Charla Miller with Dr. Barb
Charla Miller is the creator of BeautyHealsYou.com. She has worked in the beauty industry in a number of capacities for over 20 years, starting in Hollywood as a makeup and hair artist. Her experience on film and television sets led her to understand that 20-hour work days were not a part of her vision for her life. She focused on what she truly loved—creating beauty—and became a licensed California esthetician. This involved understanding how skin works in all its complexity, as a foundation for helping her clients embrace their own beauty. As a self-professed “pro-ager,” Charla has learned, sometimes through personal experience, about both good and not-so-great practices of anti-aging. At this point, Charla finds herself with balance, self care, nourishing practices, and hence, a beautiful life.
Barb: Our guest today, Charla Miller, has a unique perspective on beauty. She began her career as a makeup and hair artist in Hollywood. She continues to work as an artist for film and advertising campaigns, as well as special occasions like destination weddings. Her life experience has led her to see beauty in a broader context, which is suggested by the name of her website, “Beauty Heals You.” Welcome, Charla!
Charla: Hi, Dr. Barb, how are you?
Barb: I’m well. Thank you for joining me today and taking the time to discuss this topic with listeners, which I think is fascinating—this idea of healing and beauty combined—and I’m eager to hear more of your insights about that. You can imagine from what I do as a healthcare provider, seeing patients at the ages they are, it’s a common discussion about how women feel disappointed or let down by their aging bodies. As a matter of fact, my last patient yesterday is 54, and she looks great, and she’s a runner, and she has an ideal body weight, but she spoke very specifically about, “Oh, I’m working as hard as I ever have, and I just am disappointed at what I see, the changes occurring.” So, this is a topic of interest I think to most women, and I’m wondering about how we’ve seen beauty as a path to maintaining our confidence and vitality. Could you speak to that?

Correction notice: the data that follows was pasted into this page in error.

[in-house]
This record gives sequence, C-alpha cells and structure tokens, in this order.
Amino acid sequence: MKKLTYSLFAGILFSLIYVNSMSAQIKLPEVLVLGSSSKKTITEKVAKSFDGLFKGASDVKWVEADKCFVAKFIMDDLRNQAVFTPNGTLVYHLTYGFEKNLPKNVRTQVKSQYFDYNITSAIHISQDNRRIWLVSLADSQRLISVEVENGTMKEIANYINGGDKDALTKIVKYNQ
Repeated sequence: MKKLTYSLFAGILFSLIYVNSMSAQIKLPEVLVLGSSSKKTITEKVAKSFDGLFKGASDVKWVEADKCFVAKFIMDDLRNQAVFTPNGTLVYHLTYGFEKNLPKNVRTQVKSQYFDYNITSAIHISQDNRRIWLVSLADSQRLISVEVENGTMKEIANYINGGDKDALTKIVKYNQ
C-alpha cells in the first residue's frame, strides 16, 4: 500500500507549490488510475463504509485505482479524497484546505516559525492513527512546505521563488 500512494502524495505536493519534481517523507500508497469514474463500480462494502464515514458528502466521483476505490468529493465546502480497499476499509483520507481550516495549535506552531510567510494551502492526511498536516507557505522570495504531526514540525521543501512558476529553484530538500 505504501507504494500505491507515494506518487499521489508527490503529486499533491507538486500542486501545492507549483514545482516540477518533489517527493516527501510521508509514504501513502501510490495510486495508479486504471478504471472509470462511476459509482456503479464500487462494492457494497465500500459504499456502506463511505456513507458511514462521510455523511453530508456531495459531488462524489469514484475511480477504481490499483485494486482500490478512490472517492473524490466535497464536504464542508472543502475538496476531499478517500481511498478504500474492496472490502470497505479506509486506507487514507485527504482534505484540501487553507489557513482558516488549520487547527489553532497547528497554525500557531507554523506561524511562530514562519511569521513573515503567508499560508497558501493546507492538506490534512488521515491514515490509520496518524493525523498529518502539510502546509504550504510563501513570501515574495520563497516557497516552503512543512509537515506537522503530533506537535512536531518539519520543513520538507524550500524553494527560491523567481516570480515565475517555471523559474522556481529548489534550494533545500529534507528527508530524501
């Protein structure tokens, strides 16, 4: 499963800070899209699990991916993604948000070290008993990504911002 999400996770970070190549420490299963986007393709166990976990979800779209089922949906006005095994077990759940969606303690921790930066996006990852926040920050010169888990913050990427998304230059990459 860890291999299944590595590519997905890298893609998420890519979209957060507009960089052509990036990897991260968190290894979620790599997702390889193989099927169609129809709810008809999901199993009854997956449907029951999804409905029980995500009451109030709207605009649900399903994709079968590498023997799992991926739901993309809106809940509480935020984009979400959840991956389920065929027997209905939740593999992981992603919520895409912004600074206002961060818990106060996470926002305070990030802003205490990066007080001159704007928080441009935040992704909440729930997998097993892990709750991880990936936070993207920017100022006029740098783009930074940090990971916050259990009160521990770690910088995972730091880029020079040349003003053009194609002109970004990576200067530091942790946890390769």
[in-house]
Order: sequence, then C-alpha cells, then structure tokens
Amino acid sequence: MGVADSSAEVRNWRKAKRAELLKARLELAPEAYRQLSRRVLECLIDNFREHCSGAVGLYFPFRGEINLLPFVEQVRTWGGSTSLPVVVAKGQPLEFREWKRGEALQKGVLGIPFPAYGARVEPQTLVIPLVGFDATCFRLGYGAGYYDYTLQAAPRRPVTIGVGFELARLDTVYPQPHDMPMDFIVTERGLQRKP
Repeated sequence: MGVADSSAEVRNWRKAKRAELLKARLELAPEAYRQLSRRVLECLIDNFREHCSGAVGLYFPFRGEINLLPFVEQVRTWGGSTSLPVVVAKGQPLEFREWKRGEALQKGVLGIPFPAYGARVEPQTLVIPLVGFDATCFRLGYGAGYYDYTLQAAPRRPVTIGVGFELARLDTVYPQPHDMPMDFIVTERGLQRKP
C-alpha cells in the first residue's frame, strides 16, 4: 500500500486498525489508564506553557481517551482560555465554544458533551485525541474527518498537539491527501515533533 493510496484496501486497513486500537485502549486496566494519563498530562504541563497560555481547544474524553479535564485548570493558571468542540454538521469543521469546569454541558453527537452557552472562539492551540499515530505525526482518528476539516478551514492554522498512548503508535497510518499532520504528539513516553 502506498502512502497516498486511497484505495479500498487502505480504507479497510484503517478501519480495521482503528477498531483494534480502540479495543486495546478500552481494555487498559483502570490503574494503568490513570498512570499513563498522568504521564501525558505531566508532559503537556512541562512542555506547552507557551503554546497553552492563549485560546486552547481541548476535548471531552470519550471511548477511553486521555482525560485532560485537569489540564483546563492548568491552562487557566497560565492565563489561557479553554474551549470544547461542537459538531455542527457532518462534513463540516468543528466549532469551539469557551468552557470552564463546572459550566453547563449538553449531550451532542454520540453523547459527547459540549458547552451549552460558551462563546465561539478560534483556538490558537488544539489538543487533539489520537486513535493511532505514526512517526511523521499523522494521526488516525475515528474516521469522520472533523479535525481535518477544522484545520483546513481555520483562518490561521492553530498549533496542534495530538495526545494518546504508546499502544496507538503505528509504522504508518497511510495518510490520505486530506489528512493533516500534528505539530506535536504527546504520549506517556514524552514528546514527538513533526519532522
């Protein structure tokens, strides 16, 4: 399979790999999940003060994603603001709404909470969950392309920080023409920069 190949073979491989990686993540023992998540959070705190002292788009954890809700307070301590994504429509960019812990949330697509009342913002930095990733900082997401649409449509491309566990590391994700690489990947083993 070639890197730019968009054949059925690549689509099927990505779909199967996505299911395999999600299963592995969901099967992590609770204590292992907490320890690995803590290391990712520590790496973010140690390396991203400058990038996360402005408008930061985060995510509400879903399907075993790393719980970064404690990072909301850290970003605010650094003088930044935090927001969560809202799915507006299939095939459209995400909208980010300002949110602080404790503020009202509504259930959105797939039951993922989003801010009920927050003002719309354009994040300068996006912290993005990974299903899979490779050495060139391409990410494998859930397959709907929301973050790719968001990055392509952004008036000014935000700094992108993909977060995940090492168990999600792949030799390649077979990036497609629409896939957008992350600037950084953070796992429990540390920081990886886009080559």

Charla: I’d love to. You know, I wake up every morning, you know, some days thinking the same thing, and as a beauty artist, a makeup and hair artist, starting out in the film business in Hollywood and Los Angeles decades ago now, that’s the age-old or age-young question. And after doing what I’ve done with huge celebrities and film people and models and that sort of thing, I mean, we all wake up as females thinking some of the same things.
One of the key things that I think is so profound and life changing and important is that you really have to pay attention to your emotional beauty thoughts. And by that I mean, we can look in the mirror and we can go straight towards that line or we could go straight towards the fact that our skin isn’t as, you know, what we’re looking at and supple. But the most important thing as you’ve just described with this patient of yours, this client of yours. In fact, she’s doing everything, and she is running herself, literally, kind of into that mold of “Have I done enough?” And truly the response for a beautiful feeling about yourself is to let yourself be okay right here, right now. That’s the greatest advantage that I can tell any woman as a beauty artist is just to be with themselves right now and give themselves a break. From that point, and from that point of view, and from that vantage point, then they can start to make (if they want to) the changes that they want.
But we are definitely not here to look twenty or thirty or forty years younger. We are not here to be somebody else’s idea of what they think we should look like as far as beauty goes, and we really need to treat ourselves with the love and care that accentuates the beauty that we are, and have, and that we embody right this second. So, that’s my first beauty tip.
Barb: Well, I liked on your website the way you described yourself as a pro-ager; I’m not sure I’ve ever heard anyone use that term before, but I think it’s a nice way to put in a little synopsis about, rather than sort of grieving what we perceive as losses, we can sort of celebrate what is and what is to come.
Charla: Without any question. And, you know, in Asian culture—I’ve traveled over to Japan and China and Taipei and different places over there—they believe that menopause is considered the second spring. And, you know, being right past the equinox of spring, we can age however we want to age, as long as we don’t get hooked into the fact that we need to look a particular certain way. And that’s a fine line when, I’m a clinical esthetician as well as I consider myself a beauty artist now versus a makeup artist, though I do do that, and what I want to say about that is we really have to evolve in a beautiful, pro way. Anti-aging is a great term for the world of marketing and cosmetics and skincare, but anti anything really—doesn’t even feel smaller when you say it, Dr. Barb?